In the past, some law enforcement officers might have turned a blind eye but now such attacks are not tolerated. Lawsuits have forced the organisation to curtail its activities and go underground. Despite a modest resurgence following Bush's jingoism of the early 2000's, membership of the KKK has shrunk to an all-time low as sympathisers move to other white nationalist hate groups and patriotic armed militia.
Cross burning. A legal expression of opinion?
Although (in the US) the KKK are entitled to enjoy freedom of speech, the courts have ruled that burning a cross on public or private property with the intent to intimidate, violates the First Amendment. And the intimidation is illegal, whether the KKK call the act "burning" or "lighting", or even their "religious observance".
The function of the KKK is to either attack or drive away undesirables, through threats or terrorism. If they cannot intimidate people by burning a cross then there's no point in doing it.
Cross burning. Desecration?
The KKK see themselves as Good, Upstanding, All American Patriotic Christians and claim that lighting the cross is a symbol of their faith. The fire signifies Christ as the light of the world. Light drives away darkness and gloom. Fire cleanses and purifies.
If they love the cross, why destroy it through fire?
In 1957 Jerry Lee Lewis, to upstage Chuck Berry, set fire to his piano. Ten years later, Jimi Hendrix burned his guitar on stage. Pete Townsend of the Who smashed guitars and kicked over the drums at the end of gigs. AC/DC, Nirvana, Metallica and others followed suit. Yes folks, deliberately destroying something you love is quite normal.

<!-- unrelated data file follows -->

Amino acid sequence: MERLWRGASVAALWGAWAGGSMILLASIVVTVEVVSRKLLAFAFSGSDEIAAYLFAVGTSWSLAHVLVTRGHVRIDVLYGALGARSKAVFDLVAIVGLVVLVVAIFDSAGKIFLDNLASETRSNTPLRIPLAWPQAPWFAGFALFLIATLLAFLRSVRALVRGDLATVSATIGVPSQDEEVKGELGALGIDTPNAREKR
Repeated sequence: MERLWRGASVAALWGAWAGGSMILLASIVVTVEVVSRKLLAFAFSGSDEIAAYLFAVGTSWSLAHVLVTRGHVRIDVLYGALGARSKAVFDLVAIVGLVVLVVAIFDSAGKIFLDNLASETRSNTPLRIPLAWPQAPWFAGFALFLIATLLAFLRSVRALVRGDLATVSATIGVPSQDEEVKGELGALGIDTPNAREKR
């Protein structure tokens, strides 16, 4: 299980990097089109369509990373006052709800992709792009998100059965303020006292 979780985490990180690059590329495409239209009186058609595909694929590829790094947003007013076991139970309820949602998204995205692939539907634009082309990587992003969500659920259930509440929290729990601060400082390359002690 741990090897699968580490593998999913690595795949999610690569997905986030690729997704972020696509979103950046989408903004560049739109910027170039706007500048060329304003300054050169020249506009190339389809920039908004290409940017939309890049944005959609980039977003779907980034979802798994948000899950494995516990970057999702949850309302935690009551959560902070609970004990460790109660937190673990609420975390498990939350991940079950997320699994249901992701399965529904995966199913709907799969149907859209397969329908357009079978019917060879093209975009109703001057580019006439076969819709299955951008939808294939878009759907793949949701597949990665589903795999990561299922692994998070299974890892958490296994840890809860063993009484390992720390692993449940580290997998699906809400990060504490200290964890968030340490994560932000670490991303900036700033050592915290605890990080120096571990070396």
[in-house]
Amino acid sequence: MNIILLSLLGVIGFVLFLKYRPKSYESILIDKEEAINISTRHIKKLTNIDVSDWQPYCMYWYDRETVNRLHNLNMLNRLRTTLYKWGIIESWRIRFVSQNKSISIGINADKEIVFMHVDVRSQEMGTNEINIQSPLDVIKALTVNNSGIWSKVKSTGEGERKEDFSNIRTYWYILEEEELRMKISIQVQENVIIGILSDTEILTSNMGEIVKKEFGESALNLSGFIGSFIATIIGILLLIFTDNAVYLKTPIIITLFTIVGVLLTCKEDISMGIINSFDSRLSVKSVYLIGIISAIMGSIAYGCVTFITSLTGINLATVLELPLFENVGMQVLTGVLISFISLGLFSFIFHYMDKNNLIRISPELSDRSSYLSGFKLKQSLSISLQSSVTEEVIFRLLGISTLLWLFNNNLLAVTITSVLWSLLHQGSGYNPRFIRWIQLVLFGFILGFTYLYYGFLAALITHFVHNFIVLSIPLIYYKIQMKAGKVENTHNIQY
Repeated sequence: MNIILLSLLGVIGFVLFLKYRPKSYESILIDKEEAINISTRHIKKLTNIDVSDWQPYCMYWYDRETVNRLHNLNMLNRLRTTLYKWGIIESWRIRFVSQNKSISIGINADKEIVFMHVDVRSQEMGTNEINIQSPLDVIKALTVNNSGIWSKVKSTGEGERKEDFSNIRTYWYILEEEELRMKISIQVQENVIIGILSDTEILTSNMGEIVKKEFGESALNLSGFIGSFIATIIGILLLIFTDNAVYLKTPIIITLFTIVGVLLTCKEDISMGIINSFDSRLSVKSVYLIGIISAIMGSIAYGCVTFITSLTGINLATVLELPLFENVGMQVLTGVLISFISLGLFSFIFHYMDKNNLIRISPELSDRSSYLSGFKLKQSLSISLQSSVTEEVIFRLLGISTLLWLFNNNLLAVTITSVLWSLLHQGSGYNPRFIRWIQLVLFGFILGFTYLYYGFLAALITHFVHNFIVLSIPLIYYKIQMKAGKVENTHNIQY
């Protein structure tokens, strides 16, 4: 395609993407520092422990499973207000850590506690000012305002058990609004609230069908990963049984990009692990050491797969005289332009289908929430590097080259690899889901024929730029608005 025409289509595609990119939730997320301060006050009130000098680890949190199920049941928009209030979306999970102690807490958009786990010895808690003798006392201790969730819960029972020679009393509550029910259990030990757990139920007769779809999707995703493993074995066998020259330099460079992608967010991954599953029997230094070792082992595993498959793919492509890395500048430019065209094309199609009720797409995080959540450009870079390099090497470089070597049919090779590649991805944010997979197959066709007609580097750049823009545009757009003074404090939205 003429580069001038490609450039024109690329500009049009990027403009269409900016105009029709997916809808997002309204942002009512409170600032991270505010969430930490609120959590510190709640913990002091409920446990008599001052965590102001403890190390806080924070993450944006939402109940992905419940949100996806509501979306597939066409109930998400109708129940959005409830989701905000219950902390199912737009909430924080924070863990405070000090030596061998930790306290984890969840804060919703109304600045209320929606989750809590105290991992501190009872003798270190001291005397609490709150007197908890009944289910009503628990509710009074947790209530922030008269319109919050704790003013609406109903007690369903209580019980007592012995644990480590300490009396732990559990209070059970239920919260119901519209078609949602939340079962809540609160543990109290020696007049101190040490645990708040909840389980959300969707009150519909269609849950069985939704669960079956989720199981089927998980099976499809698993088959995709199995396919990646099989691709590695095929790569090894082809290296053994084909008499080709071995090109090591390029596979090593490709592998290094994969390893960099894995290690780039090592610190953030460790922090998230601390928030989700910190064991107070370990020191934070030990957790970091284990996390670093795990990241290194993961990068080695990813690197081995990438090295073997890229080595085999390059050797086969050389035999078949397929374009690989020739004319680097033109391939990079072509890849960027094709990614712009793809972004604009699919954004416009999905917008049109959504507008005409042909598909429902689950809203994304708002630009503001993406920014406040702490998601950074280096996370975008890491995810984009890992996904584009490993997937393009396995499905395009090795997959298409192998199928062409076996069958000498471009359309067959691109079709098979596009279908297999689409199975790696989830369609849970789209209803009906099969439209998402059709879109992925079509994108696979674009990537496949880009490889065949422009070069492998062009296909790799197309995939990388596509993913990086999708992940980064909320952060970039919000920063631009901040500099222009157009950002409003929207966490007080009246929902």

To say "I'm proud to white" is as ridiculous as saying you are proud to be human. Being white is not a choice. The white person, or black person, has done nothing to attain their natural skin colour. Learn to play golf well, and be proud of that (if you wish). Study hard and gain entry to a good college, and be proud of that achievement (if you wish). Do something good, make a sad person happy, love the unloved. These are achievements. Being black or white is not an achievement and no cause for pride. ("Gay pride" is another nonsense term.)
See Flaming Cross for other crosses with flames. Note the difference: A Burning Cross is consumed and destroyed by fire; a Flaming Cross remains intact and is the original source of flames.
– as do Christian priests, of course. See pagan gowns for more about priests in women's clothing, if that sort of thing interests you.